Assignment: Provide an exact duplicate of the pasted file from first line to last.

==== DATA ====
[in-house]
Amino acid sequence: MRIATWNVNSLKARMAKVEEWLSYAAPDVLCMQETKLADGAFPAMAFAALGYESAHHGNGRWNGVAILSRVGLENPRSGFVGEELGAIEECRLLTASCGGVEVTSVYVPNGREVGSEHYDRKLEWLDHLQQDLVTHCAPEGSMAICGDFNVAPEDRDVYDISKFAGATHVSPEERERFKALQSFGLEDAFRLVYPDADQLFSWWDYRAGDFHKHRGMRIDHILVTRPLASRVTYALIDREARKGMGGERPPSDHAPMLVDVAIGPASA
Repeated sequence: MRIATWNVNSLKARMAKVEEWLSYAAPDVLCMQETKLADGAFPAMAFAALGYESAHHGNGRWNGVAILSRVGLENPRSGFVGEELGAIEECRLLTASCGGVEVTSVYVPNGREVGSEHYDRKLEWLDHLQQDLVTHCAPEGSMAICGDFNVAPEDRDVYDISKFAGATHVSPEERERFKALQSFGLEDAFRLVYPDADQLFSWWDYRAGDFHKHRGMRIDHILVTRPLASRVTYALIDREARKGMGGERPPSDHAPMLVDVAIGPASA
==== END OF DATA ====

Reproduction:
[in-house]
Amino acid sequence: MRIATWNVNSLKARMAKVEEWLSYAAPDVLCMQETKLADGAFPAMAFAALGYESAHHGNGRWNGVAILSRVGLENPRSGFVGEELGAIEECRLLTASCGGVEVTSVYVPNGREVGSEHYDRKLEWLDHLQQDLVTHCAPEGSMAICGDFNVAPEDRDVYDISKFAGATHVSPEERERFKALQSFGLEDAFRLVYPDADQLFSWWDYRAGDFHKHRGMRIDHILVTRPLASRVTYALIDREARKGMGGERPPSDHAPMLVDVAIGPASA
Repeated sequence: MRIATWNVNSLKARMAKVEEWLSYAAPDVLCMQETKLADGAFPAMAFAALGYESAHHGNGRWNGVAILSRVGLENPRSGFVGEELGAIEECRLLTASCGGVEVTSVYVPNGREVGSEHYDRKLEWLDHLQQDLVTHCAPEGSMAICGDFNVAPEDRDVYDISKFAGATHVSPEERERFKALQSFGLEDAFRLVYPDADQLFSWWDYRAGDFHKHRGMRIDHILVTRPLASRVTYALIDREARKGMGGERPPSDHAPMLVDVAIGPASA